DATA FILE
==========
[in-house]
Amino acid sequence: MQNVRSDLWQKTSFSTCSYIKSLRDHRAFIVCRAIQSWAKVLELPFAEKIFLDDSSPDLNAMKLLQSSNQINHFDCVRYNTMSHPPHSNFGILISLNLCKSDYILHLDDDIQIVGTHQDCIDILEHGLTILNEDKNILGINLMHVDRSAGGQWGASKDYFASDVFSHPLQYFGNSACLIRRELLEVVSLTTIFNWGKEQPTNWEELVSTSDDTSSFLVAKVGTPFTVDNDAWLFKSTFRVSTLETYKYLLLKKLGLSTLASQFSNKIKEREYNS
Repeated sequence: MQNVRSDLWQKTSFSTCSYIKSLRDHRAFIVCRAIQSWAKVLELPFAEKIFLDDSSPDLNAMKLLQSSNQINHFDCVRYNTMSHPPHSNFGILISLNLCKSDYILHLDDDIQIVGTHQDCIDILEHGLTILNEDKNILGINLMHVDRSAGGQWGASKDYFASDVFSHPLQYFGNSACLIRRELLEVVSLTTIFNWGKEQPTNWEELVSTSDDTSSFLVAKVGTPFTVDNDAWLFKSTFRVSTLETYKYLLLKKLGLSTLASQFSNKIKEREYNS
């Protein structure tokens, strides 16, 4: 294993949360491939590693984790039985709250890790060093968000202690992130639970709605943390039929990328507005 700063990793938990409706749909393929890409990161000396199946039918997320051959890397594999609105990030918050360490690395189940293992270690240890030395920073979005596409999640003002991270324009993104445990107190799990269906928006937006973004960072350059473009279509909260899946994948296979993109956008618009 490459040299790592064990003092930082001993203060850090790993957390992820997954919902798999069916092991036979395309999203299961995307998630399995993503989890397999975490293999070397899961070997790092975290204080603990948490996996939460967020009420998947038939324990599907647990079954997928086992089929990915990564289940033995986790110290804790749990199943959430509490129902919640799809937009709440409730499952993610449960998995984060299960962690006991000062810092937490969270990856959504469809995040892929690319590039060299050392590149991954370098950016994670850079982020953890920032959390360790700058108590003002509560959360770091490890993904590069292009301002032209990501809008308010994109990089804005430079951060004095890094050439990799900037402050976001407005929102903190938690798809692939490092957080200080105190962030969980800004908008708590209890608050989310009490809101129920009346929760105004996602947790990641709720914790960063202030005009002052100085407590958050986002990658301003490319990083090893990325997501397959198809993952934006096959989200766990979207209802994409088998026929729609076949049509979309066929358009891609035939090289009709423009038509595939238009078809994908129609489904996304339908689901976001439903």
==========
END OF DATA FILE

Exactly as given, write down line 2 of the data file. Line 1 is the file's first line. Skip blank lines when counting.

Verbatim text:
Amino acid sequence: MQNVRSDLWQKTSFSTCSYIKSLRDHRAFIVCRAIQSWAKVLELPFAEKIFLDDSSPDLNAMKLLQSSNQINHFDCVRYNTMSHPPHSNFGILISLNLCKSDYILHLDDDIQIVGTHQDCIDILEHGLTILNEDKNILGINLMHVDRSAGGQWGASKDYFASDVFSHPLQYFGNSACLIRRELLEVVSLTTIFNWGKEQPTNWEELVSTSDDTSSFLVAKVGTPFTVDNDAWLFKSTFRVSTLETYKYLLLKKLGLSTLASQFSNKIKEREYNS